Immunization by Injection of Antigens
Immunization has been used for many years toproduce acquired immunity against specific diseases. A person can be immunized by injecting dead organisms that are no longer capable of causing disease but that still have some of their chemical antigens. This type of immunization is used to protect against typhoid fever, whooping cough, diphtheria, and many other types of bacterial diseases.
Immunity can be achieved against toxins that have been treated with chemicals so that their toxic nature has been destroyed even though their antigens for causing immunity are still intact. This procedure is used in immunizing against tetanus, botulism, and other similar toxic diseases.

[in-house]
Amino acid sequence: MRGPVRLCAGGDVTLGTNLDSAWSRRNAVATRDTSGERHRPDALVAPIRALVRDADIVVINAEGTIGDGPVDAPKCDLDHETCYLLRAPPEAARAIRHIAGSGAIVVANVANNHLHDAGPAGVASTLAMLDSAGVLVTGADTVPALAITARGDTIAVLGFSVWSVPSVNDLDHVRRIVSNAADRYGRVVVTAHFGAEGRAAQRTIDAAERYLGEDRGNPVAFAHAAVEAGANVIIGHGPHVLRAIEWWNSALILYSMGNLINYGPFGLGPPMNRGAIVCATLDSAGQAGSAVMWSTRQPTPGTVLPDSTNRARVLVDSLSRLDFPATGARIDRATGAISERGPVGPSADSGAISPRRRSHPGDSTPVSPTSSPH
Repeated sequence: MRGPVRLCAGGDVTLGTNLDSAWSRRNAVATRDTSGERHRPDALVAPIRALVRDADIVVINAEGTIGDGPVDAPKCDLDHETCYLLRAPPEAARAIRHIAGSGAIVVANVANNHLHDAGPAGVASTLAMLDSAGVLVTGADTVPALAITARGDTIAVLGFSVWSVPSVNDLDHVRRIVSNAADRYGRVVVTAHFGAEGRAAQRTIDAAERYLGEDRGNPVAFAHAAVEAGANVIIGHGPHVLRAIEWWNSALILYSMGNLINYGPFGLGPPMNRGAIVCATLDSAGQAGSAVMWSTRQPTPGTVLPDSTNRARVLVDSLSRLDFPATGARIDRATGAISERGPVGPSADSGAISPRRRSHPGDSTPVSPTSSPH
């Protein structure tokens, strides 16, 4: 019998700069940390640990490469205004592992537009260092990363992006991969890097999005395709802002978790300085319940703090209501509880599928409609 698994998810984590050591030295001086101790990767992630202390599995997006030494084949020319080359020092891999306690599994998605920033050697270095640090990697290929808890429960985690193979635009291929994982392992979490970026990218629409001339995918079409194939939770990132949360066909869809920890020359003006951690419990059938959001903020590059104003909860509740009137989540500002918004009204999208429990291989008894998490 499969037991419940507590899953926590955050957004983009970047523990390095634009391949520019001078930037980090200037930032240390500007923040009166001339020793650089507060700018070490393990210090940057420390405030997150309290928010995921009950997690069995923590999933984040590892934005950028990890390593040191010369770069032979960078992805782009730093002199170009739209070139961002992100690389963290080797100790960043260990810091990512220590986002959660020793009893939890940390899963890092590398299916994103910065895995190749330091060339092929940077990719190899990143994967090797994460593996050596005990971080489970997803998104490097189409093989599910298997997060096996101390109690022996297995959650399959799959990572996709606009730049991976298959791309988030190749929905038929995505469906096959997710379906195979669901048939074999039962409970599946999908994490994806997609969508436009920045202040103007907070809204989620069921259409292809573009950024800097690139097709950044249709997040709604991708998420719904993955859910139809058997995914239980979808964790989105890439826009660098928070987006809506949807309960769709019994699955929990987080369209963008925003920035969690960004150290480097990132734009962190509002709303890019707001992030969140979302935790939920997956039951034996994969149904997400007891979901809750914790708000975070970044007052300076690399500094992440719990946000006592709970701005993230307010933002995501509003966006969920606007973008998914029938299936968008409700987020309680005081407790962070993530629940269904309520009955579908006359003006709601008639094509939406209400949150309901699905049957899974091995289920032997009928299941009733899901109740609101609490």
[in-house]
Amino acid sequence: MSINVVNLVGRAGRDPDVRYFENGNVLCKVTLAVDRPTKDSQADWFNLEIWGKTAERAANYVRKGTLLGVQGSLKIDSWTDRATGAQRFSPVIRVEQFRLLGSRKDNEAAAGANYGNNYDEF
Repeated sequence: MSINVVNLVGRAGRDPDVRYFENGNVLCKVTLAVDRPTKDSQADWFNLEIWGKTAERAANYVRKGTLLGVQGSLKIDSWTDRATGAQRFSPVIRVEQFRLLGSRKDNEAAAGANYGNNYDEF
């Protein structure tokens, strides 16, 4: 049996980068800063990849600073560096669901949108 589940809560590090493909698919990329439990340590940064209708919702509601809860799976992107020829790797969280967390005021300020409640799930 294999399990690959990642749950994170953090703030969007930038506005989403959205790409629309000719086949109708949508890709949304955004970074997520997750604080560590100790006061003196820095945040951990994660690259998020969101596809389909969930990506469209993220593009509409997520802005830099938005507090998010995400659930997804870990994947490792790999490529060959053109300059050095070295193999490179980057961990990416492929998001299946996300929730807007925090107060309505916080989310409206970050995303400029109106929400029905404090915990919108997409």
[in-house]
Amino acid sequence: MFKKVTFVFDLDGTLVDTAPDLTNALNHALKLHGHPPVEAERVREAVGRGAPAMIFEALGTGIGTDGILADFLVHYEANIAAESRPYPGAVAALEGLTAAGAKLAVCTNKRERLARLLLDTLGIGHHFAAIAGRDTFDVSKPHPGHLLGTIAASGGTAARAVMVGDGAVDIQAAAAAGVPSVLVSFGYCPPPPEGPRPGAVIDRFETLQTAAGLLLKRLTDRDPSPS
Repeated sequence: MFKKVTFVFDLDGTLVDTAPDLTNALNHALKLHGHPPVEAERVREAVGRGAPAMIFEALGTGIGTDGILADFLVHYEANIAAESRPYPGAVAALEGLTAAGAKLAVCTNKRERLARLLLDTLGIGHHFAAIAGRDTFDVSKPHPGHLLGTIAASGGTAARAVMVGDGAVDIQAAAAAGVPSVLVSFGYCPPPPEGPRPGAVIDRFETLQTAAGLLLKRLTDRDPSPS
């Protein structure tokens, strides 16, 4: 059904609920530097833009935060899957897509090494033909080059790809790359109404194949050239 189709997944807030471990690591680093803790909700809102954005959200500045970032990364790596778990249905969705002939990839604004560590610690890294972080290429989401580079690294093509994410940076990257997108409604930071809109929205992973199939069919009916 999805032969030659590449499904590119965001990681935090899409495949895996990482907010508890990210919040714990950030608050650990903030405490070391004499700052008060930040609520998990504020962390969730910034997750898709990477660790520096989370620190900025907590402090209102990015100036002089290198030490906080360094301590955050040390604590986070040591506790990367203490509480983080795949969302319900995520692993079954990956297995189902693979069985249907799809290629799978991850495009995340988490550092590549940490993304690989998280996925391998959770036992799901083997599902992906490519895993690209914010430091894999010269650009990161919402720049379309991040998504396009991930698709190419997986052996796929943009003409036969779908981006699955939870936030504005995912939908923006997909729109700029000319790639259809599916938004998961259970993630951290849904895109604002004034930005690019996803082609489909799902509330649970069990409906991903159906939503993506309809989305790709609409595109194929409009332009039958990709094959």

And, finally, a person can be immunized by being infected with live organisms that have been “attenu-ated.” That is, these organisms either have been grown in special culture media or have been passed through a series of animals until they have mutated enough that they will not cause disease but do still carry spe-cific antigens required for immunization. This proce-dure is used to protect against poliomyelitis, yellow fever, measles, smallpox, and many other viral diseases.
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